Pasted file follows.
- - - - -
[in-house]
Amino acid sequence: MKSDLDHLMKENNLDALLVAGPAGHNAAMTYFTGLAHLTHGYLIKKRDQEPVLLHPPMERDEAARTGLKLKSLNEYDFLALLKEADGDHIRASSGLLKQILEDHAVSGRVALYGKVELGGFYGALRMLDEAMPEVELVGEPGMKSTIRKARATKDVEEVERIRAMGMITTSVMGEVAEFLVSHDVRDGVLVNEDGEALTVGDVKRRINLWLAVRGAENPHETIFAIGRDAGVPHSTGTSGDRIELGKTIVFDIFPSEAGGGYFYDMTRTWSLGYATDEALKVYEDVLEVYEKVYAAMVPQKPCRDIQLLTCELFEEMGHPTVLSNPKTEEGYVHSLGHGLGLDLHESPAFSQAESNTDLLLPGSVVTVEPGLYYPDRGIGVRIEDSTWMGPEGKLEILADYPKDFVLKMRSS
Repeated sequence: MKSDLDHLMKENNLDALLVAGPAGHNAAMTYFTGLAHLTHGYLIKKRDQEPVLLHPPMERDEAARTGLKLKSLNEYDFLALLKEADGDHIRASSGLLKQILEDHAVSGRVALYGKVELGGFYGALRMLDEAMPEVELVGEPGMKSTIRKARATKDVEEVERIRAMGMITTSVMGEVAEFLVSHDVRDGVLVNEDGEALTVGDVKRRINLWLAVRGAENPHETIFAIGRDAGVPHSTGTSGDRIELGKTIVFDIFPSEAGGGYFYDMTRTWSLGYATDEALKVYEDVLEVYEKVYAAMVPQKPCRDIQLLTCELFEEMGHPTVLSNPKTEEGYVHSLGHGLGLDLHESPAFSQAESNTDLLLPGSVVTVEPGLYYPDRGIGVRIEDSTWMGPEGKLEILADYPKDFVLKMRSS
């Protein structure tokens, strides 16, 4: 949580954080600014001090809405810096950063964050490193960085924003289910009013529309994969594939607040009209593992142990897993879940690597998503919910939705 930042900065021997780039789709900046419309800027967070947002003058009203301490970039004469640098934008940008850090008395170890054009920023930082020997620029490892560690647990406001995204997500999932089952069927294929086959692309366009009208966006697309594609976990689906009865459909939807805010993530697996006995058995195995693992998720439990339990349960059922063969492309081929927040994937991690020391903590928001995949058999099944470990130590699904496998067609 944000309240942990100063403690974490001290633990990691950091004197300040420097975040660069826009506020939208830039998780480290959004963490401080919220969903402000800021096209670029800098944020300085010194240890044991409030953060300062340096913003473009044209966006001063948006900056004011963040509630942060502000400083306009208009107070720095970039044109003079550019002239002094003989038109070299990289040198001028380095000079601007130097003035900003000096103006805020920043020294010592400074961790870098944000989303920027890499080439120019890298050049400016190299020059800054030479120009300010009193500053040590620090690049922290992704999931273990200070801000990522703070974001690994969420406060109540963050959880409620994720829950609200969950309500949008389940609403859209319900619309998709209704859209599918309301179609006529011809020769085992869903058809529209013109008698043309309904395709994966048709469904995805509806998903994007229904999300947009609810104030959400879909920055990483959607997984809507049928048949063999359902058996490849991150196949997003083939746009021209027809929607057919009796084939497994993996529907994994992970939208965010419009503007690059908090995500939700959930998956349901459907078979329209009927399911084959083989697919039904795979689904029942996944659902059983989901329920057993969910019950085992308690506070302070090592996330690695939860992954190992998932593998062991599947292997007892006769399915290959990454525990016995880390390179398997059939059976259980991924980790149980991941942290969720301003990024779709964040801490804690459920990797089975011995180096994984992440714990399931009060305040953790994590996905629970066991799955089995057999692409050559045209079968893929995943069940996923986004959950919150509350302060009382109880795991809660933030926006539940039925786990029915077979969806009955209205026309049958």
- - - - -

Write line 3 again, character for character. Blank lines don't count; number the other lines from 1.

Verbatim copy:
Repeated sequence: MKSDLDHLMKENNLDALLVAGPAGHNAAMTYFTGLAHLTHGYLIKKRDQEPVLLHPPMERDEAARTGLKLKSLNEYDFLALLKEADGDHIRASSGLLKQILEDHAVSGRVALYGKVELGGFYGALRMLDEAMPEVELVGEPGMKSTIRKARATKDVEEVERIRAMGMITTSVMGEVAEFLVSHDVRDGVLVNEDGEALTVGDVKRRINLWLAVRGAENPHETIFAIGRDAGVPHSTGTSGDRIELGKTIVFDIFPSEAGGGYFYDMTRTWSLGYATDEALKVYEDVLEVYEKVYAAMVPQKPCRDIQLLTCELFEEMGHPTVLSNPKTEEGYVHSLGHGLGLDLHESPAFSQAESNTDLLLPGSVVTVEPGLYYPDRGIGVRIEDSTWMGPEGKLEILADYPKDFVLKMRSS